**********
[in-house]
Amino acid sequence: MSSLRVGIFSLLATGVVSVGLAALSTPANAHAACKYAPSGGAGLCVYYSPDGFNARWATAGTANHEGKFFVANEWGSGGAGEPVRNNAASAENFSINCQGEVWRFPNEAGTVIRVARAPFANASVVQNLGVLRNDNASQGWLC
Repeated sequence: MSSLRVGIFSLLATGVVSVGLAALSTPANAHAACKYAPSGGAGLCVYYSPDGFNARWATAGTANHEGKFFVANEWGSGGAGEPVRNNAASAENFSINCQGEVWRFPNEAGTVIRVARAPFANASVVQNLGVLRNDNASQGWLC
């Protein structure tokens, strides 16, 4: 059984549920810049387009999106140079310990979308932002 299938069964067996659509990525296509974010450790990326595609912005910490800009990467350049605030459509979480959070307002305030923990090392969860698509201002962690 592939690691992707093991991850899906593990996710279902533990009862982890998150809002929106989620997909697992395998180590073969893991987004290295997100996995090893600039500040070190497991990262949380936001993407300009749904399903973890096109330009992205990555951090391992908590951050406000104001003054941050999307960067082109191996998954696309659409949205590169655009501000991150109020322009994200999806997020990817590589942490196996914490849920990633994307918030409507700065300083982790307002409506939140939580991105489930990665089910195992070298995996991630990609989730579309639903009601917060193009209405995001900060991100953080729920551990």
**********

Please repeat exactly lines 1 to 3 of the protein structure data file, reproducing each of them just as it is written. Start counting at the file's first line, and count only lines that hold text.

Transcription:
[in-house]
Amino acid sequence: MSSLRVGIFSLLATGVVSVGLAALSTPANAHAACKYAPSGGAGLCVYYSPDGFNARWATAGTANHEGKFFVANEWGSGGAGEPVRNNAASAENFSINCQGEVWRFPNEAGTVIRVARAPFANASVVQNLGVLRNDNASQGWLC
Repeated sequence: MSSLRVGIFSLLATGVVSVGLAALSTPANAHAACKYAPSGGAGLCVYYSPDGFNARWATAGTANHEGKFFVANEWGSGGAGEPVRNNAASAENFSINCQGEVWRFPNEAGTVIRVARAPFANASVVQNLGVLRNDNASQGWLC